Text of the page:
She wants me to say she is pretty, beautiful, call her a filthy whore. She wants me to touch her places.

She doesn’t have children but wants me to call her mother. She wants me to spend the night so she can nurse me in the morning. She always wants, this woman.

Me, I can’t say there’s anything I want for outside of sleeping the night straight through. I’ve been told I should visit a doctor, that I should consider medication. The people who told me this, I’ve seen them naked, too. The same skin and bumps and awful wants as this woman here.

The one thing I know is this – Mother did not give birth to me.

The other thing I know is it is no real calamity.

My real calamity is I can drink myself drunk or dead and still not sleep through the night.

After we’re finally done we both say we’re hungry but there’s nothing to eat. We listen to our naked stomachs grumble instead of talking or finding food somewhere.

If I had to guess I’d say I met this woman in a bar, over something nasty straight up with beer chasers. This was probably three or four years ago now. I think her name is Alice or Gretchen. She won’t confirm or deny anything but I went through her purse once and found drivers licenses for both names. One had her as a blonde in Georgia, the other a brunette in New Mexico.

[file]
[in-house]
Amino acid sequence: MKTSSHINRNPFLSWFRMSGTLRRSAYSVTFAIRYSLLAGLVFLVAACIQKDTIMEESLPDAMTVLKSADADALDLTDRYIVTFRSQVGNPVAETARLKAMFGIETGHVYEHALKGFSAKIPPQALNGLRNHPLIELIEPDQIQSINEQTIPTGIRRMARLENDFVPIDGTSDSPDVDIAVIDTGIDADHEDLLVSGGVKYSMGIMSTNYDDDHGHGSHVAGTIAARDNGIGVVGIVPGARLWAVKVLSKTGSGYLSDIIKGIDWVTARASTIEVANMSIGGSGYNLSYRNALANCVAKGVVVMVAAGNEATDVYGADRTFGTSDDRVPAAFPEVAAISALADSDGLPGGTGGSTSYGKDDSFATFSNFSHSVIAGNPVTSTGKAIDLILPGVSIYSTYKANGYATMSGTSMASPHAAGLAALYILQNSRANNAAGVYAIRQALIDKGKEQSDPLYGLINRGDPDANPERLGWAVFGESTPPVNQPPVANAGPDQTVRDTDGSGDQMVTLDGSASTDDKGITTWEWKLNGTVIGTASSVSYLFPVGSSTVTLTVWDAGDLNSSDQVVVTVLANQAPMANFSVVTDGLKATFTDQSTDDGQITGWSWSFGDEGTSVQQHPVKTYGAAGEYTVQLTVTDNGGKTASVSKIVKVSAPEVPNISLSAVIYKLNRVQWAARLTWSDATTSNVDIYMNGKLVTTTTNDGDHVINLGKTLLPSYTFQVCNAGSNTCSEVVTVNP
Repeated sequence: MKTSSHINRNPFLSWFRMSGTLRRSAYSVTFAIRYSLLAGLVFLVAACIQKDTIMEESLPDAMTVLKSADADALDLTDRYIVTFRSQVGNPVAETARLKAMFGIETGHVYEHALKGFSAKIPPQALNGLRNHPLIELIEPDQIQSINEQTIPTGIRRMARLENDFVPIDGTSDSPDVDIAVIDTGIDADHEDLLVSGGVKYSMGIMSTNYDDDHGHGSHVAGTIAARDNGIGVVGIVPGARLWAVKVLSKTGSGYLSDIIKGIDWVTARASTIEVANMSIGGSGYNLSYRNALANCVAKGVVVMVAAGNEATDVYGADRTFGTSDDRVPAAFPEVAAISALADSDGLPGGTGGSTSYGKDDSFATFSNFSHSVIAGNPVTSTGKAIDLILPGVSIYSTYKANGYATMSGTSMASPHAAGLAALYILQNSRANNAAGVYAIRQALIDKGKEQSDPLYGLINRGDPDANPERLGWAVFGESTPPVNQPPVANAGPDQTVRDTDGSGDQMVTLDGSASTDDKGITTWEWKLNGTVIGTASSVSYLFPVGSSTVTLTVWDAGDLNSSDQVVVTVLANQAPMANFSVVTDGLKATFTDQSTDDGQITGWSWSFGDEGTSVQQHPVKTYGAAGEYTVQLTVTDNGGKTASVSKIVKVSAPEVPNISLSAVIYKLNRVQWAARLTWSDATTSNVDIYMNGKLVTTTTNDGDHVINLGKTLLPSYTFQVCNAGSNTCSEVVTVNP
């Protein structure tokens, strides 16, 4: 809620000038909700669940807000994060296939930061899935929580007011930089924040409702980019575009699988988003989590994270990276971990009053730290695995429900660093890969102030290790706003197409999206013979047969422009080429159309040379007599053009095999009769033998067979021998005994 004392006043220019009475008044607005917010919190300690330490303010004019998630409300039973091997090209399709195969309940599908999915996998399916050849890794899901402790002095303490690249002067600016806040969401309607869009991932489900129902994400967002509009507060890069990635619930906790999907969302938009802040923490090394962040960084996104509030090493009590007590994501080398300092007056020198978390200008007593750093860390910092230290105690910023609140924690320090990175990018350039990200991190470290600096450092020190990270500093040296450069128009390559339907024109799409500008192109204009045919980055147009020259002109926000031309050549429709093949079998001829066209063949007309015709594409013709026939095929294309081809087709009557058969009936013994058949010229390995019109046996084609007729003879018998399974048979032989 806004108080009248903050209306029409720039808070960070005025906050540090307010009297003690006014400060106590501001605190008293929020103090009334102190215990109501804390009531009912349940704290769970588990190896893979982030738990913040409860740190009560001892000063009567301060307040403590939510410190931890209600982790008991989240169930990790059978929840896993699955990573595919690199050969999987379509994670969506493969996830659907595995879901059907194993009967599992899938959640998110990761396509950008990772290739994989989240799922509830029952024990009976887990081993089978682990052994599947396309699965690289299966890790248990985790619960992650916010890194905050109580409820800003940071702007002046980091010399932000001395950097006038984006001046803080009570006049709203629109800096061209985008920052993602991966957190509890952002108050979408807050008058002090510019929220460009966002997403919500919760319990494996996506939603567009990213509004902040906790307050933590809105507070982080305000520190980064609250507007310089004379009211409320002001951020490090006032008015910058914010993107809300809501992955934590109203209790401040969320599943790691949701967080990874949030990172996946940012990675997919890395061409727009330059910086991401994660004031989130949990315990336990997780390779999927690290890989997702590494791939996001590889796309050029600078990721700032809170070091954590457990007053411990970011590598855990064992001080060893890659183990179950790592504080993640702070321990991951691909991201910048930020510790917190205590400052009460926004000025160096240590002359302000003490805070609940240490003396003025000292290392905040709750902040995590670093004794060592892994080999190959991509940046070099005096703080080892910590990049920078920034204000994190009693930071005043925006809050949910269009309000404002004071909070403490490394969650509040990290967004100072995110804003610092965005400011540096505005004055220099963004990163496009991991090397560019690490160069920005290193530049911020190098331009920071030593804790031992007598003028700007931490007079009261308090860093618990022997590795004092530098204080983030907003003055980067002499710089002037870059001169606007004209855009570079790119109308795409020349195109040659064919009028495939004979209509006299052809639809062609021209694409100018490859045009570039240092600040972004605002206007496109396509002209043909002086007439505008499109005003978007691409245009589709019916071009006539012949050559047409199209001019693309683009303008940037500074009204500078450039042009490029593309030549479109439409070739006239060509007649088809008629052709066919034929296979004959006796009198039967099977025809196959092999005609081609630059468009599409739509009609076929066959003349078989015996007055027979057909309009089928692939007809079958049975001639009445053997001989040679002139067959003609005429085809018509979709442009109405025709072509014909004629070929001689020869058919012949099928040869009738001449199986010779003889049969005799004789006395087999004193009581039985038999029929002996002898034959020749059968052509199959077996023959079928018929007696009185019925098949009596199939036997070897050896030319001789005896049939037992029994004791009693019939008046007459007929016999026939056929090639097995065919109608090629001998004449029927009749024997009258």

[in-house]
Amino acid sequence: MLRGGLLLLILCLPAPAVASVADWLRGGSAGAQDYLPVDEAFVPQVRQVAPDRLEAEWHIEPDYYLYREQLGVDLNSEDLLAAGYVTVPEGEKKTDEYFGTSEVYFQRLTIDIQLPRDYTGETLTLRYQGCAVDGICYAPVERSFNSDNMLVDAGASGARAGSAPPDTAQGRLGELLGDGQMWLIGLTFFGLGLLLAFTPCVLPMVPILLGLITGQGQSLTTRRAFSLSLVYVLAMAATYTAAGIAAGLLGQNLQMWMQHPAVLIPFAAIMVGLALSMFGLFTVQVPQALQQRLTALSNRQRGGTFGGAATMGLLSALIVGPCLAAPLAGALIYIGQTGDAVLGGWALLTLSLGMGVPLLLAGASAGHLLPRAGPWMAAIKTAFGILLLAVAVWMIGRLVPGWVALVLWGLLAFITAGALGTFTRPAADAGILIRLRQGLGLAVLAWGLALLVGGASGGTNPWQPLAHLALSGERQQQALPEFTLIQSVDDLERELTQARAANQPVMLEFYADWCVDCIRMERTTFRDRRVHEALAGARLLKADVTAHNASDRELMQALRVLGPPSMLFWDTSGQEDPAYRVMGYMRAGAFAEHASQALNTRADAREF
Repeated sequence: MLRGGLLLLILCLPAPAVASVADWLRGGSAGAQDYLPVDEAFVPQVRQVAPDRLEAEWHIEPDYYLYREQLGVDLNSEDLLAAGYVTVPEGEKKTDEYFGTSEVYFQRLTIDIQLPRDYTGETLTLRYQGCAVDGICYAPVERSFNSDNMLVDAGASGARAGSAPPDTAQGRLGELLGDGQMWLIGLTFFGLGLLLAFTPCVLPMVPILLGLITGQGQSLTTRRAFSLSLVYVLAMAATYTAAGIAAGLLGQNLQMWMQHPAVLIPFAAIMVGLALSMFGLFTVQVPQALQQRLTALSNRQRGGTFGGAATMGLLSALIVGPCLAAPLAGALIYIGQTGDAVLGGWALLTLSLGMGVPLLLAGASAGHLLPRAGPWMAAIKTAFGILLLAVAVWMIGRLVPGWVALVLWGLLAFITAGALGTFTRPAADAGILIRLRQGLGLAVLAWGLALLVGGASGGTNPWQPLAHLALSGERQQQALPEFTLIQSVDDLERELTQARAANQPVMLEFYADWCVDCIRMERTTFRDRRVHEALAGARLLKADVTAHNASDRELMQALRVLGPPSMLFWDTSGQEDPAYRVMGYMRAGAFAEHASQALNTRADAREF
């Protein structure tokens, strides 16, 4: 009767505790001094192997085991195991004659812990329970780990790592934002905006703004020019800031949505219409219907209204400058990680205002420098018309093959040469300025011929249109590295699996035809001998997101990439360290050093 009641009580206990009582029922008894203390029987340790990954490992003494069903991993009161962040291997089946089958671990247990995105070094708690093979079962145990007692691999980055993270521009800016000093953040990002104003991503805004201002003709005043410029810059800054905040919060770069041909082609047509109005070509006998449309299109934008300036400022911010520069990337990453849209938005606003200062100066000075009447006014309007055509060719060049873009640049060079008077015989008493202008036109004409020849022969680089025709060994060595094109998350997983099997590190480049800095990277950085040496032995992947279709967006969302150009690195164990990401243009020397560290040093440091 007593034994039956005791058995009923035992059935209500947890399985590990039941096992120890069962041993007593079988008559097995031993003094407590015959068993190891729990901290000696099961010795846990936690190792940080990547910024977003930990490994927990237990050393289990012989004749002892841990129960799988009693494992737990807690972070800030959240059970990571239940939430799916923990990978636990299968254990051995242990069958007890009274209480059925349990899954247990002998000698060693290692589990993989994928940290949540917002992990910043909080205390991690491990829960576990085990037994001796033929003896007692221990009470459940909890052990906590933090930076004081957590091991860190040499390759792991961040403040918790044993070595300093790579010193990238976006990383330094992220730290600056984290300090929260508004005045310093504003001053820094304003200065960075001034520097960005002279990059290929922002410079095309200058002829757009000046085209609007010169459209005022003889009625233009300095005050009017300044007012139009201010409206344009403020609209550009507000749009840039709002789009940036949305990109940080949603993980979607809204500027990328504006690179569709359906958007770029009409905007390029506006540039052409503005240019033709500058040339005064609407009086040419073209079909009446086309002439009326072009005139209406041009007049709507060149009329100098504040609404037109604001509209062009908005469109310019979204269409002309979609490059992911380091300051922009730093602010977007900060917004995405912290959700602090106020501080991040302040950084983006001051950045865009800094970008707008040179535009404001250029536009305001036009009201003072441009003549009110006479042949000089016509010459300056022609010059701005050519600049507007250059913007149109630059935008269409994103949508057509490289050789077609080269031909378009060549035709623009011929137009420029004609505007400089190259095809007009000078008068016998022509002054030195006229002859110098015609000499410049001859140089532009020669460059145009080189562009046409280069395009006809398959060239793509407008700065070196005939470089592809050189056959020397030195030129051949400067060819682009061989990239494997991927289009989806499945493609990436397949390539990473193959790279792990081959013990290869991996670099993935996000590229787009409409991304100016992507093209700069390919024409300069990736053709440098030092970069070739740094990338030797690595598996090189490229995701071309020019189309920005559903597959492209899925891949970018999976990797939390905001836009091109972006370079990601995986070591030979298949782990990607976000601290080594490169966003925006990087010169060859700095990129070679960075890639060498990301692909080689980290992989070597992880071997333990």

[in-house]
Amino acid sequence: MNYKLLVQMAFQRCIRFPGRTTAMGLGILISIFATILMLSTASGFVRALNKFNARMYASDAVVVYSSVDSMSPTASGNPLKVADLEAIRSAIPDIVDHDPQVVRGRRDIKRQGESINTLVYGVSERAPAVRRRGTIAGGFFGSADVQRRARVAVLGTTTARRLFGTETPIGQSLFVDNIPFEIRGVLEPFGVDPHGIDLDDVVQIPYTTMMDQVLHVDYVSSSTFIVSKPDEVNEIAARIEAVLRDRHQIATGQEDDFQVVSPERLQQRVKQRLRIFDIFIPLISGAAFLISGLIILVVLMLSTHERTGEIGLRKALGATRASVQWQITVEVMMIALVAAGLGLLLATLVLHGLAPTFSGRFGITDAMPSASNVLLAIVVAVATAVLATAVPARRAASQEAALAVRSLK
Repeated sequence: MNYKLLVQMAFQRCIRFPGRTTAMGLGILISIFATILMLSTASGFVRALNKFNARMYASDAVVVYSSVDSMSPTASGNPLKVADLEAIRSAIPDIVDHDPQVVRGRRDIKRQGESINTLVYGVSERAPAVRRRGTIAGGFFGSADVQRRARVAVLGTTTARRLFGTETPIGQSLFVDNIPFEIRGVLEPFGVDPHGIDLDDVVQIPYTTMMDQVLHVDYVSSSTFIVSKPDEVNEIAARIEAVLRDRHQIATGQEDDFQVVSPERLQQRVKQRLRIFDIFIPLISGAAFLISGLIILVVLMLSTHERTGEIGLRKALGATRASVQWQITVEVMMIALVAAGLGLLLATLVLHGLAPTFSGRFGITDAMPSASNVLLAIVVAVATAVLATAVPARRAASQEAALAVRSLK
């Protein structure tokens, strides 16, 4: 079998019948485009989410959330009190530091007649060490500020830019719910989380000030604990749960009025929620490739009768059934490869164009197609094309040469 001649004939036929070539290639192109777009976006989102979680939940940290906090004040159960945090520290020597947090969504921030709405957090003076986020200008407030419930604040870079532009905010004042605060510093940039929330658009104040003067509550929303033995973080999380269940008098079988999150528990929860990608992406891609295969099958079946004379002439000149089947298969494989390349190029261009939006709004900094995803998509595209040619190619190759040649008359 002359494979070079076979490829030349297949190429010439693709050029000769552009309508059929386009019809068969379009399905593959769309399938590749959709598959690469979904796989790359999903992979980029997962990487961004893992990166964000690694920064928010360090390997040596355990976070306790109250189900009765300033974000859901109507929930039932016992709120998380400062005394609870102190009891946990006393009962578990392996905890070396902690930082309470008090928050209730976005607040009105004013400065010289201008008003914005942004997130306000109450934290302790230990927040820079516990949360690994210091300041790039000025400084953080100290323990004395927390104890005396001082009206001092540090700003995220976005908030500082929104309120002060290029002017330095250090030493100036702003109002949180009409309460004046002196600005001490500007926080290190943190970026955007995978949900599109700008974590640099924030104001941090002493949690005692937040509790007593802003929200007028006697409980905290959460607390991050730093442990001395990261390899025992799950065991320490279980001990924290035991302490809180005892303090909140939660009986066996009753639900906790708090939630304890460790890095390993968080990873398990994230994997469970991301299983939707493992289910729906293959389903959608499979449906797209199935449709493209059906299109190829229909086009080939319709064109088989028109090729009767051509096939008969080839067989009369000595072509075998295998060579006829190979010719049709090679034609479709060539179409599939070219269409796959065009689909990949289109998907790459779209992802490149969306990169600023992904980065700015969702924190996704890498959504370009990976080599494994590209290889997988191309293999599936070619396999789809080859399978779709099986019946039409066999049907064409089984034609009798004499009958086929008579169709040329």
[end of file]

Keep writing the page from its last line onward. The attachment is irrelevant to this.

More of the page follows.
Me she calls her baby boy. She’s never said why.

She says things like, Come on over to Mother now baby boy.

I tried to shake her once in the Pacific Northwest, but it didn’t work. She says she wants to fuck me in all fifty states; that she won’t give up until we hit them all.

I don’t know how many are left.

Tomorrow I’ll leave her in this hotel room and break north. I’ll hide out and try to get some sleep in Sioux Falls until she catches up.

But what I’ll tell her is I’m going out for breakfast and will bring Mother back something good.